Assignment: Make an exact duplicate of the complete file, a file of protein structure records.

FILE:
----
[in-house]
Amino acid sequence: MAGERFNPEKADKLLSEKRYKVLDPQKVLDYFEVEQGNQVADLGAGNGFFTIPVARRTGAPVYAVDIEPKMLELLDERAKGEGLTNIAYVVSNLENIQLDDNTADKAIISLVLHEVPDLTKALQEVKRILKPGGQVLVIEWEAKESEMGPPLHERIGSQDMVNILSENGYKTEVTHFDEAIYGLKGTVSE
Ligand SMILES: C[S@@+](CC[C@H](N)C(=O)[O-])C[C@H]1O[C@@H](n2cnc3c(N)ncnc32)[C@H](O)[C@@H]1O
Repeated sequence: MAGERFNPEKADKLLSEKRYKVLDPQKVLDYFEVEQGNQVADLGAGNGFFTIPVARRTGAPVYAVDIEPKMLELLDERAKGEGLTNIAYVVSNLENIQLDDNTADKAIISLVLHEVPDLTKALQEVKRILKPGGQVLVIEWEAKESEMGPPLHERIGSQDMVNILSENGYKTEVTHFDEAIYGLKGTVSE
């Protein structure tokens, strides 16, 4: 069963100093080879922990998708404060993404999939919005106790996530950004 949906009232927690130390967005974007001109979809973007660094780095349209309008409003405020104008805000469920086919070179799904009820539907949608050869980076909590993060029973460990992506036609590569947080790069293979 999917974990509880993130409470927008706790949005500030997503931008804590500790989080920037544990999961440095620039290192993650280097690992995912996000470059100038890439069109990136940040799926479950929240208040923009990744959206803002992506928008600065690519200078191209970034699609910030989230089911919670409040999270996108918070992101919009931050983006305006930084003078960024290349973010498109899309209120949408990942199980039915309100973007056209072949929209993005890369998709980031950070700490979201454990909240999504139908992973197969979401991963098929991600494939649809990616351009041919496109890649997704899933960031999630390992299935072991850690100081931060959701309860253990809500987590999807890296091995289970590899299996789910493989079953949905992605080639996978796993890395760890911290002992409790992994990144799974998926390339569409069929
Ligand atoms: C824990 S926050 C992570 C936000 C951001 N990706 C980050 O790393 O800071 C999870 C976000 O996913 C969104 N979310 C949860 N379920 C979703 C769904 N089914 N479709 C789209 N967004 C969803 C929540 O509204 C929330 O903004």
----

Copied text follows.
[in-house]
Amino acid sequence: MAGERFNPEKADKLLSEKRYKVLDPQKVLDYFEVEQGNQVADLGAGNGFFTIPVARRTGAPVYAVDIEPKMLELLDERAKGEGLTNIAYVVSNLENIQLDDNTADKAIISLVLHEVPDLTKALQEVKRILKPGGQVLVIEWEAKESEMGPPLHERIGSQDMVNILSENGYKTEVTHFDEAIYGLKGTVSE
Ligand SMILES: C[S@@+](CC[C@H](N)C(=O)[O-])C[C@H]1O[C@@H](n2cnc3c(N)ncnc32)[C@H](O)[C@@H]1O
Repeated sequence: MAGERFNPEKADKLLSEKRYKVLDPQKVLDYFEVEQGNQVADLGAGNGFFTIPVARRTGAPVYAVDIEPKMLELLDERAKGEGLTNIAYVVSNLENIQLDDNTADKAIISLVLHEVPDLTKALQEVKRILKPGGQVLVIEWEAKESEMGPPLHERIGSQDMVNILSENGYKTEVTHFDEAIYGLKGTVSE
């Protein structure tokens, strides 16, 4: 069963100093080879922990998708404060993404999939919005106790996530950004 949906009232927690130390967005974007001109979809973007660094780095349209309008409003405020104008805000469920086919070179799904009820539907949608050869980076909590993060029973460990992506036609590569947080790069293979 999917974990509880993130409470927008706790949005500030997503931008804590500790989080920037544990999961440095620039290192993650280097690992995912996000470059100038890439069109990136940040799926479950929240208040923009990744959206803002992506928008600065690519200078191209970034699609910030989230089911919670409040999270996108918070992101919009931050983006305006930084003078960024290349973010498109899309209120949408990942199980039915309100973007056209072949929209993005890369998709980031950070700490979201454990909240999504139908992973197969979401991963098929991600494939649809990616351009041919496109890649997704899933960031999630390992299935072991850690100081931060959701309860253990809500987590999807890296091995289970590899299996789910493989079953949905992605080639996978796993890395760890911290002992409790992994990144799974998926390339569409069929
Ligand atoms: C824990 S926050 C992570 C936000 C951001 N990706 C980050 O790393 O800071 C999870 C976000 O996913 C969104 N979310 C949860 N379920 C979703 C769904 N089914 N479709 C789209 N967004 C969803 C929540 O509204 C929330 O903004």